Fifteen year-old Johnny Morgan walks slowly along the main street in the town that used to be a comfortable haven for him. He pulls the collar of his jacket up around his ears as an icy wind pushes against his chest. The school day ended an hour ago and most of his classmates are on their way home to study their assignments. Johnny is not as fortunate.
The most he can hope for is that he doesn’t have to spend another night on the street. Perhaps one of his friends will get permission from their parents to allow him the use of a couch to get through the night. Some parents are reluctant to take him in, fearing liability if he gets hurt, or because they’re suspicious about his homeless condition. Is he a mischievous child whose parents can no longer deal with him? Has he been in trouble with the police, causing his family to give up on him?
For most homeless kids that is simply not the case, according to Kimberly Hinkle, founder and executive director of Journey to Dream, a nonprofit organization that has worked with at-risk teens in the area for 10 years. My wife and I were honored to interview Ms. Hinkle recently, along with Dana Smith, CEO of Communities in Schools of North Texas (CISNT), which counsels students in danger of becoming dropouts. Kim and Dana are working together to find a place for homeless teens to keep them off the street and out of the clutches of child predators. The fact is; most people have no idea that there are homeless youngsters throughout Denton County. That’s because, if you don’t know there’s a problem, the kids become invisible. One estimate is 2,100 teens, boys and girls, without a permanent home. Yes, that means right here in our community!
The reason for their seemingly hopeless situation varies. It might be that a single mom has taken a boyfriend into the home and complications ensue. There may be physical or sexual abuse that drives the teenager out of his/her otherwise comfortable surroundings. We can all remember our teenage years as a time when we were often stressed about school grades, social conformity, dating and other juvenile challenges. But, in my wildest imagination I could never envision being without a place to have a hot meal, a warm bed and loving parents. Most of us can’t even imagine a parent abandoning a child to the cold dark streets where they will be preyed upon by drug pushers and human traffickers. On the contrary, if we weren’t home before dark there’d be a posse out looking for us.
Three other guests at our home office were Denton County Commissioner Andy Eads, his administrative assistant, Lori Fickling, and Texas State Rep. Tan Parker. During the interview I posed a question: What has happened to our culture when parents can look away as their flesh and blood is exposed to imminent peril? “I suppose it’s the moral decay that has permeated the landscape of our society,” Parker said sadly. Ms. Hinkle had a personal tragedy in her own life more than a decade ago, inspiring her to get involved with kids in need. Her former husband developed issues with drug addiction and their 2 children needed help to understand the devastation it caused in their lives. She connected with the Betty Ford Children’s Program which helps kids from 5 through 12 to jump start the healing process. “It’s a 3-4 day program that teaches them the words to use to better understand their feelings and deal with what’s going on,” she said. “It helped my children to understand that their dad was sick and it didn’t mean he didn’t love them,” she added.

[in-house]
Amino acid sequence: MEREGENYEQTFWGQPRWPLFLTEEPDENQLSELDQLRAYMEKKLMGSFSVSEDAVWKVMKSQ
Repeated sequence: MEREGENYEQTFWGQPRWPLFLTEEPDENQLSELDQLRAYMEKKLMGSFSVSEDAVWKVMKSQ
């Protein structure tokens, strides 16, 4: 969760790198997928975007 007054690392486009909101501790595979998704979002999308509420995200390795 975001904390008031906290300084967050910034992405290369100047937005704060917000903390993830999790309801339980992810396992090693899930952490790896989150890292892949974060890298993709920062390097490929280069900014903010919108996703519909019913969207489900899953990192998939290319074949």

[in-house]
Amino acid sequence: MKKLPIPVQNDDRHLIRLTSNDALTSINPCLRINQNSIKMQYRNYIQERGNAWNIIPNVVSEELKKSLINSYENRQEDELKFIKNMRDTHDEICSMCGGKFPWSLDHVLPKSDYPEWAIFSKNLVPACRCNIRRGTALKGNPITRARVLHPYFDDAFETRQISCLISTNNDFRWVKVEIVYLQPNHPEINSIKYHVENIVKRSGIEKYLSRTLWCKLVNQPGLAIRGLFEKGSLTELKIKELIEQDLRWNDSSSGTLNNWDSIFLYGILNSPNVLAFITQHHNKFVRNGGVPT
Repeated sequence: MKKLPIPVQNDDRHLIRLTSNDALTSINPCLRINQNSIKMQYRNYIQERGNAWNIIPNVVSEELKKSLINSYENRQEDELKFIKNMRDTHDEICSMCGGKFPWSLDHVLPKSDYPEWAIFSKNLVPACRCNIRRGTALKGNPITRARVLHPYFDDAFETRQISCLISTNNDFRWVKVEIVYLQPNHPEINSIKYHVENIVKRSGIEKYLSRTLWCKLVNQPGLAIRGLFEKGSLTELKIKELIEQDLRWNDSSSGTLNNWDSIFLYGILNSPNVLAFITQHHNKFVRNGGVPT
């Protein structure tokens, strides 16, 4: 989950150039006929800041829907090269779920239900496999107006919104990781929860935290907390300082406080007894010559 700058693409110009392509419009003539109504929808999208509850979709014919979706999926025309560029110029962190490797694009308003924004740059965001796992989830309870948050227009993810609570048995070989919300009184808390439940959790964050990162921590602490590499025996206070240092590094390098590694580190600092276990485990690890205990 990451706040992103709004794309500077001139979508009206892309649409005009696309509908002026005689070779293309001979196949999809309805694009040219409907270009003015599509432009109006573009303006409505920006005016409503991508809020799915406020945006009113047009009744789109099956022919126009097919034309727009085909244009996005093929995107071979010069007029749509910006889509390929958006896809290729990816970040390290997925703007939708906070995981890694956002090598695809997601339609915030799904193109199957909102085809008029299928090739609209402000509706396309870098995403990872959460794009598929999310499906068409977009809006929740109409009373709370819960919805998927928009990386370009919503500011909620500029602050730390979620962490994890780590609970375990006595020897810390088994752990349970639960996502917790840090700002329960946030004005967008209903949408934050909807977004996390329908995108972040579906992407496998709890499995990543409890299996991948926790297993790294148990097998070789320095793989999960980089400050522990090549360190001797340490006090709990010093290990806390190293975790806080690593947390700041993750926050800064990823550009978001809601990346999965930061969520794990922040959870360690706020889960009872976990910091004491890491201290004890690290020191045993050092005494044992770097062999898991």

During her years with Journey to Dream, Kim discovered what appeared to be a recent phenomenon, homeless teenagers. It was around 2012 when a teenager named Kyle, who suffered from depression, committed suicide. “At that time we started hearing about YOTO (Youth On Their Own), which was a drop-in center across from Lewisville High School. I read an article at that time about the homeless issue and learned that the parents of kids who attend Lewisville High School had no idea there was a homeless issue for teens. So we started trying to understand what was going on. The more we got into it, the more alarmed we were that this was happening all across Denton County and that we didn’t have a place for them to go,” said Kim. YOTO found that they were offering services at the Methodist Church where, after school, the drop-ins could come in and eat dinner, shower and get prepared for school the next day. But, they found that after a period of time the kids weren’t coming because they also needed a place to sleep.
The idea was born for a temporary “safe haven” for these kids. Named “Kyle’s Place,” the support system will be located somewhere in the county and will be equipped to house those kids who have, for whatever reason, found themselves abandoned to the streets. Although Child Protective Services steps in at certain ages, children over 13 don’t have many options if their parents stop providing a place to live. “At some ages, if a teen gets kicked out on the street, the parent is no longer accountable because (according to the law) they are deemed safe if they are “couch surfing” at the home of a friend,” said Ms. Smith.
Commissioner Eads, who first brought this to my attention during my interview with him a few weeks ago, is president of CISNT, and working to help launch the project. Lori Fickling, who knows something about child counseling, having been a mentor for a young woman for the past 9 years, has also worked with CISNT. Statistics tell us that one-third of homeless children have been approached by a human trafficker within 48 hours of becoming homeless. I shudder to think of the future they’re destined for. Tan Parker, who was recently elected as Caucus Chairman for the Texas House, is working on legislation to give homeless kids a chance to sleep safely at night as they begin their journey to adulthood. For more info please go to www.journeytodream.com.